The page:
4. The catalyst composite of claim 1, wherein the zeolite comprises essentially no acid sites as measured by pyridine-adsorption diffuse reflectance infrared Fourier transform (DRIFT) spectroscopy.
5. The catalyst composite of claim 1, wherein the Al structure in a solid state 27 Al NMR spectrum of the zeolite is essentially free of signals of tetra- and hexa-coordinated aluminum centers.
6. A catalyst composite for abatement of exhaust gas emissions from an engine comprising: a catalytic material on a carrier, the catalytic material comprising a first NOx trap layer located on the carrier and a second NOx trap layer located on the first NOx trap layer, wherein:
the first NOx trap layer comprises an alkaline earth component; a rare earth oxide component; a precious metal component; a first high surface area refractory metal oxide support; the second NOx trap layer comprises a precious metal component; a second high surface area refractory metal oxide support; a rare earth oxide component, and a zeolite that is substantially free of framework aluminum; and
wherein the catalytic material is effective to oxidize hydrocarbons and carbon monoxide and to trap and reduce NOx.
7. The catalyst composite of claim 6, wherein the alkaline earth component of the first NOx trap layer is selected from the group consisting of oxides of Mg, Ca, Sr, Ba, and combinations thereof.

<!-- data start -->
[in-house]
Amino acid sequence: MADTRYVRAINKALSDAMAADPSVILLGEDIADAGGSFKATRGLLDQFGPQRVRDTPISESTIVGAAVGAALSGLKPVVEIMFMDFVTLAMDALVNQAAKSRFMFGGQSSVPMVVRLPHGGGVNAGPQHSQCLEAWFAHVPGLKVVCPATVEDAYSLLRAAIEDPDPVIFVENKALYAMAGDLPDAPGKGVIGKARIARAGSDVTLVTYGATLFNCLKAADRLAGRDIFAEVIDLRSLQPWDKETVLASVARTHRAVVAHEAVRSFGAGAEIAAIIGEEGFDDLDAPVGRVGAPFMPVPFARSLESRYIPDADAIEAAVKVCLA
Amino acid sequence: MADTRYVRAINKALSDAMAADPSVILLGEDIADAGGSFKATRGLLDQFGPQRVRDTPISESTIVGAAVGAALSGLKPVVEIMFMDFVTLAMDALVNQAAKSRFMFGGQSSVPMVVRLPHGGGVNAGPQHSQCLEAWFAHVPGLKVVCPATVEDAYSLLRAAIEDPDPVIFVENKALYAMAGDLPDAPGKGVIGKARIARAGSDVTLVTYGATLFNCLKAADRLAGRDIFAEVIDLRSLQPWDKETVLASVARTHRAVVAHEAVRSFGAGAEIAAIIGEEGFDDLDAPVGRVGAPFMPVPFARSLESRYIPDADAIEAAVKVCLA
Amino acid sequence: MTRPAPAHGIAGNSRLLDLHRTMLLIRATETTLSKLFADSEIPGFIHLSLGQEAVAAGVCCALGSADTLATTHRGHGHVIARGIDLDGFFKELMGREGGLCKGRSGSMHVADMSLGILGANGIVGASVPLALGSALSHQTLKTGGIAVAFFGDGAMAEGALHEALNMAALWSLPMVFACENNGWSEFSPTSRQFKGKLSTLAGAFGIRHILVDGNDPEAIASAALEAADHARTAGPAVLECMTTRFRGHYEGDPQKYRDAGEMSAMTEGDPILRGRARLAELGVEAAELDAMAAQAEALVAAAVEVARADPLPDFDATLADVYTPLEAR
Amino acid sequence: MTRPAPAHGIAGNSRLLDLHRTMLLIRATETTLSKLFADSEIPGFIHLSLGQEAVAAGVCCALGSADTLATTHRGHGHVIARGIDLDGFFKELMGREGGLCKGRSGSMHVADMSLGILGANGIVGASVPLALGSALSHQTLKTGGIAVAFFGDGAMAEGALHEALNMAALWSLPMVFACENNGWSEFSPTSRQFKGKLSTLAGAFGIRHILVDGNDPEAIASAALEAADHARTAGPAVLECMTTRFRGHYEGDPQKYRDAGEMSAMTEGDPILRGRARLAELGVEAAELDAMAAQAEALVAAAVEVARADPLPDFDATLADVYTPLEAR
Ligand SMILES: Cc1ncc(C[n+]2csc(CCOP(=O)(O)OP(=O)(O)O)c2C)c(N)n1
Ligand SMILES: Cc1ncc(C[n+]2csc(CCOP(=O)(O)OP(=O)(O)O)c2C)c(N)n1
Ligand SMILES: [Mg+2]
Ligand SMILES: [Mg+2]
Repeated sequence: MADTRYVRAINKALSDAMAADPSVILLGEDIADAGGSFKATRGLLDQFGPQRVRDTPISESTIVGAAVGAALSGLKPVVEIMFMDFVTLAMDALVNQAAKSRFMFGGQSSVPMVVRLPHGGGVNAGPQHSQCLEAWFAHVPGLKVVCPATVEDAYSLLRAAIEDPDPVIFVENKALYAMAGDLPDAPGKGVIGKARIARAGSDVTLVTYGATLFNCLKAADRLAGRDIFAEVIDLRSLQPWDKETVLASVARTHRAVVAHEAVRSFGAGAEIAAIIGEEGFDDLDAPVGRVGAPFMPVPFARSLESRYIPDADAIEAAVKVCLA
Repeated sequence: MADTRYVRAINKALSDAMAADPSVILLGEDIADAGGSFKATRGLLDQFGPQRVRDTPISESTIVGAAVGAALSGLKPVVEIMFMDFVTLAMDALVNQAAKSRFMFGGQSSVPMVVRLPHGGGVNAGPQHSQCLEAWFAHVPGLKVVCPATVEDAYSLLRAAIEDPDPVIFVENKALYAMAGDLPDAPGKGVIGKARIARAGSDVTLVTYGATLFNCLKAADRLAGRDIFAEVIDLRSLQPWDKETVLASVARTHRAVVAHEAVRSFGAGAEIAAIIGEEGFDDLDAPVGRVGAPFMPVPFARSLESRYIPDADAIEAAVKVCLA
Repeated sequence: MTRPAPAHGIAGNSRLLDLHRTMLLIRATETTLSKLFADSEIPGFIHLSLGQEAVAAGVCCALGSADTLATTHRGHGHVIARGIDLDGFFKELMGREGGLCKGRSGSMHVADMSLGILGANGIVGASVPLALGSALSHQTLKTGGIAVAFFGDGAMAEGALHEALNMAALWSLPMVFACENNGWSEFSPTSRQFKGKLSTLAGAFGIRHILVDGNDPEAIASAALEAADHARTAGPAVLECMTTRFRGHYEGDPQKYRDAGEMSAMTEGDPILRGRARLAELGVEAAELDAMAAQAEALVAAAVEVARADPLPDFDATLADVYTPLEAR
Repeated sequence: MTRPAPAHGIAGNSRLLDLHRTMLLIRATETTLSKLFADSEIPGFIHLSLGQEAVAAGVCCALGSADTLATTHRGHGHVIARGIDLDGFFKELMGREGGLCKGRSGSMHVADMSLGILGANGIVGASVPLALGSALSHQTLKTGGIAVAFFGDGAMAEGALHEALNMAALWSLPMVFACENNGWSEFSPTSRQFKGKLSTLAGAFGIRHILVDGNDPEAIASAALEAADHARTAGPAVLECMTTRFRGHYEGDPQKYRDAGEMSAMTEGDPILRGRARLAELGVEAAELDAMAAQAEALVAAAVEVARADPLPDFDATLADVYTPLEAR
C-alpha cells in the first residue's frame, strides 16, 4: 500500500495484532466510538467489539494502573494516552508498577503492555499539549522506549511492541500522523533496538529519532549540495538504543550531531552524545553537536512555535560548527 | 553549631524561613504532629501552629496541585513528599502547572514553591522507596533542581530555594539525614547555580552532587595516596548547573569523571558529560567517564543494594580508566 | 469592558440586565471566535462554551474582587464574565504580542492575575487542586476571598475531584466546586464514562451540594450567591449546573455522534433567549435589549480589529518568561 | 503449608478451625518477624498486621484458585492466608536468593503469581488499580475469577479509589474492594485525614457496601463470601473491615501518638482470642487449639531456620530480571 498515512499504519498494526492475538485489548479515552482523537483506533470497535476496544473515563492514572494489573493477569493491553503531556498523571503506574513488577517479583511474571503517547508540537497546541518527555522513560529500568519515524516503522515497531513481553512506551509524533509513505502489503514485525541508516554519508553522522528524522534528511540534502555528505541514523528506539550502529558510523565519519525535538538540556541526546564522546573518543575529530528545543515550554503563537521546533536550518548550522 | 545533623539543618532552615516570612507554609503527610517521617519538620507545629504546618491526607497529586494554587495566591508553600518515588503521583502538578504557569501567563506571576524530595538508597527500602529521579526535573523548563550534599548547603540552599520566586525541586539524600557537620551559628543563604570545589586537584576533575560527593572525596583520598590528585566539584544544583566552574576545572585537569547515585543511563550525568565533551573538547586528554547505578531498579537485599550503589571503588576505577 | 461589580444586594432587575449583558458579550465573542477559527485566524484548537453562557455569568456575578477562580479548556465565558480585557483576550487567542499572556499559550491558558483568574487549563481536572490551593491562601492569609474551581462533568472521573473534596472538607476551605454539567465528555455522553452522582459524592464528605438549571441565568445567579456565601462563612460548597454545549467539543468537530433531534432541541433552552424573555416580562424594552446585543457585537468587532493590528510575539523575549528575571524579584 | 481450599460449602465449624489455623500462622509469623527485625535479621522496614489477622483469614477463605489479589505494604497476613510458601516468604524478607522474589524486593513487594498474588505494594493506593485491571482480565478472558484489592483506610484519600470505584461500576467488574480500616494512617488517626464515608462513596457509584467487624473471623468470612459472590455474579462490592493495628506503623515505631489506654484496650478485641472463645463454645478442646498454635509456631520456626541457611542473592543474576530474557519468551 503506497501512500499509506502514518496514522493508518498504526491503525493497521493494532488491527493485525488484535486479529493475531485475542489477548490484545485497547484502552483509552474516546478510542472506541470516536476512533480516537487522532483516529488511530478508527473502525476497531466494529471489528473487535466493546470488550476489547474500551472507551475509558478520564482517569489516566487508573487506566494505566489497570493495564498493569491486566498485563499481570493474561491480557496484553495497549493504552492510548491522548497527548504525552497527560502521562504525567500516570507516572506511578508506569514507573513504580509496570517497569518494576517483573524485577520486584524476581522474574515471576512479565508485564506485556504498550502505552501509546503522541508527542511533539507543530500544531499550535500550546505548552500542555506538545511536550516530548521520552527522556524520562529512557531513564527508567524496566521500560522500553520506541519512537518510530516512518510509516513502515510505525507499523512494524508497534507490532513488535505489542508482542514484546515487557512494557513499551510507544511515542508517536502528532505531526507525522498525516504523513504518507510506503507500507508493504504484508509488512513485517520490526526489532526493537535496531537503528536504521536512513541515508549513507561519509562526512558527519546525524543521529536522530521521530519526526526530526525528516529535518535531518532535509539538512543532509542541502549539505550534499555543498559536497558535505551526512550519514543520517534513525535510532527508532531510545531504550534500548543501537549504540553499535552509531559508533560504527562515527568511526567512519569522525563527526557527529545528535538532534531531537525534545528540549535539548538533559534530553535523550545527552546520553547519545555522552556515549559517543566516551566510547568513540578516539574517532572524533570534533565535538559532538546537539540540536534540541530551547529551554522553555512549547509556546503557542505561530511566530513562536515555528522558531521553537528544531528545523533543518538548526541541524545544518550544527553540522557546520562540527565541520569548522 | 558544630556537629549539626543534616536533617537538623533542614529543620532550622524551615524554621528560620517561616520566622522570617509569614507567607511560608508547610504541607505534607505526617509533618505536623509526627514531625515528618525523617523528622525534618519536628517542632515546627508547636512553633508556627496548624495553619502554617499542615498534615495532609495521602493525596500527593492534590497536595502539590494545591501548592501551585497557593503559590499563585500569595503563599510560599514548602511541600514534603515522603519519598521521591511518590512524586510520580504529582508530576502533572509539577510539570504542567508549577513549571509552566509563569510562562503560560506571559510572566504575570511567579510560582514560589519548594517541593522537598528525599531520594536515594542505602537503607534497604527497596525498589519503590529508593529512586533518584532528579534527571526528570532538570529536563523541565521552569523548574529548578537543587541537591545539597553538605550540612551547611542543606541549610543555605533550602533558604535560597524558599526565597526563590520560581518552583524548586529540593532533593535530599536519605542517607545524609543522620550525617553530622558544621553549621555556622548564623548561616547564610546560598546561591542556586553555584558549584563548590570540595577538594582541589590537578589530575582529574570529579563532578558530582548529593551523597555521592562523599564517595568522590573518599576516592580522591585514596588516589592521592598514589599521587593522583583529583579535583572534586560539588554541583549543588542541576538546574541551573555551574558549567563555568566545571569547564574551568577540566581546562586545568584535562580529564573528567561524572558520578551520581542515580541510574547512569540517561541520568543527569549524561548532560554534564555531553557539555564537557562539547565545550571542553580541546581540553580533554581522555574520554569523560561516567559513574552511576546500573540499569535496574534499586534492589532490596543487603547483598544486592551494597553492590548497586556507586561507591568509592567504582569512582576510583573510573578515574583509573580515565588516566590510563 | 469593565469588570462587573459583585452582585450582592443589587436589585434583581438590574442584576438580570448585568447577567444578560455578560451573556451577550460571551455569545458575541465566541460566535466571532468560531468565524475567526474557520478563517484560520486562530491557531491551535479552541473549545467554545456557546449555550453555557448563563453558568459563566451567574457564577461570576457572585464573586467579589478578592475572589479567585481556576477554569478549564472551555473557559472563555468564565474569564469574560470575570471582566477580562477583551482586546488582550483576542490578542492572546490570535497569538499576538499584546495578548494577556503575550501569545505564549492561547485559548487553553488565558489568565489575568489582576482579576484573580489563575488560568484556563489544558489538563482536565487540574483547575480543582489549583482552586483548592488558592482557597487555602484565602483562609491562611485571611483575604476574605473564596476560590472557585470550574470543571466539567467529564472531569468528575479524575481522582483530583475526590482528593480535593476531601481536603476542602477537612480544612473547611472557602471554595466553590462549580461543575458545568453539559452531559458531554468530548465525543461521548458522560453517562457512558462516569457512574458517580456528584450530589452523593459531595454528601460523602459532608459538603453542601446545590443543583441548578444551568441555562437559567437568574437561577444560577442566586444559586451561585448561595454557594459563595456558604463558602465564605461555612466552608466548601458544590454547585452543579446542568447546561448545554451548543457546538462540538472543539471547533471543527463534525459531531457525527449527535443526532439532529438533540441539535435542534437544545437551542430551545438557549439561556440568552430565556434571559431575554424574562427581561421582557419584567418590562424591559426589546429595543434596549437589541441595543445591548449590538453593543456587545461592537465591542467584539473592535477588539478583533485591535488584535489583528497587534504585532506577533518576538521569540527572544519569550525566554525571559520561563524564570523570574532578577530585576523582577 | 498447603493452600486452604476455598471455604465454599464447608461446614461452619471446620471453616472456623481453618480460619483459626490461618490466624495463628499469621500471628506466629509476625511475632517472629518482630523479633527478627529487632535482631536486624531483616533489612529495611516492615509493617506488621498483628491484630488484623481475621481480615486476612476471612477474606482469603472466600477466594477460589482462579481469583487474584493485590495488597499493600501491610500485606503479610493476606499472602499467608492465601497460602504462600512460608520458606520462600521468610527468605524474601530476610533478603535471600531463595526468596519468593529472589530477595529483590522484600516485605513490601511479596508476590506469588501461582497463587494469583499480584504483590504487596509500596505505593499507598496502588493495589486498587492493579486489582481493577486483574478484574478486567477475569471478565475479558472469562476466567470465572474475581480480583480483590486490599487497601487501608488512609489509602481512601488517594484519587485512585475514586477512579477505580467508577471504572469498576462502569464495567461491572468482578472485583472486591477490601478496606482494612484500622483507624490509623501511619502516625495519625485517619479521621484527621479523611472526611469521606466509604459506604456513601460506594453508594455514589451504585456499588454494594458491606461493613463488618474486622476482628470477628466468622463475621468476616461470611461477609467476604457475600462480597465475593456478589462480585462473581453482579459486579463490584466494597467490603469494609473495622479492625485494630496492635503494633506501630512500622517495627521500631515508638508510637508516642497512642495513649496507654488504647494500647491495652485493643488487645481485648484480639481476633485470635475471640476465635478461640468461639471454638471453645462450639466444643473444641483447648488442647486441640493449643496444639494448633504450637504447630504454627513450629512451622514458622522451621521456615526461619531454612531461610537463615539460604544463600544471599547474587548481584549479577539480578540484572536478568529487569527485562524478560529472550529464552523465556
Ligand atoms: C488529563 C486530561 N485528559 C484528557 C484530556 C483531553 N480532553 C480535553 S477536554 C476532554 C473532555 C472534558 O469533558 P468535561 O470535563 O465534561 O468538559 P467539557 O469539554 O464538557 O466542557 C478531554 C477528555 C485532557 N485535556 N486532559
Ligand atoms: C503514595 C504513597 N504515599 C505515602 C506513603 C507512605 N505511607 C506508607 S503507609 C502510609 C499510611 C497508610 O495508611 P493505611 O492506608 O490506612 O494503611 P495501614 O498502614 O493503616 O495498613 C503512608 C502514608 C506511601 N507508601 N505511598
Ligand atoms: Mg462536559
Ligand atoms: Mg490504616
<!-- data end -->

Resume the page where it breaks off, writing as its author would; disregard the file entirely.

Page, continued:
8. The catalyst composite of claim 6, wherein the zeolite comprises a beta zeolite.
9. The catalyst composite of claim 8, wherein the zeolite comprises a beta zeolite that comprises less than 2000 ppm aluminum concentration.
10. A method for treating a diesel exhaust gas stream comprising contacting the exhaust gas stream with the catalyst composite of claim 1 that is effective to oxidize hydrocarbons and carbon monoxide and to trap and reduce NOx.
11. The method of claim 10, further comprising directing the diesel exhaust gas stream to a soot filter downstream of the catalyst composite.
12. A method of making a catalyst composite, the method comprising:
forming a first NOx trap layer that comprises a first NOx sorbent and one or more precious metal components on a carrier; and
forming a second NOx trap layer on the first NOx trap layer, wherein the second NOx trap layer comprises a second NOx sorbent, one or more precious metal components, and a zeolite that is substantially free of framework aluminum.
13. The method of claim 12, wherein the zeolite comprises a beta zeolite.
14. The catalyst composite of claim 12, wherein the Si structure in a solid state Si NMR spectra of the zeolite is essentially for tetrahedron Si(OSi)4 center.
15. The method of claim 12, wherein the zeolite exhibits essentially no acid sites as measured by pyridine-adsorption diffuse reflectance infrared Fourier transform (DRIFT) spectroscopy.
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US9498775B2 (en) 2016-11-22
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US20150139874A1 (en) 2015-05-21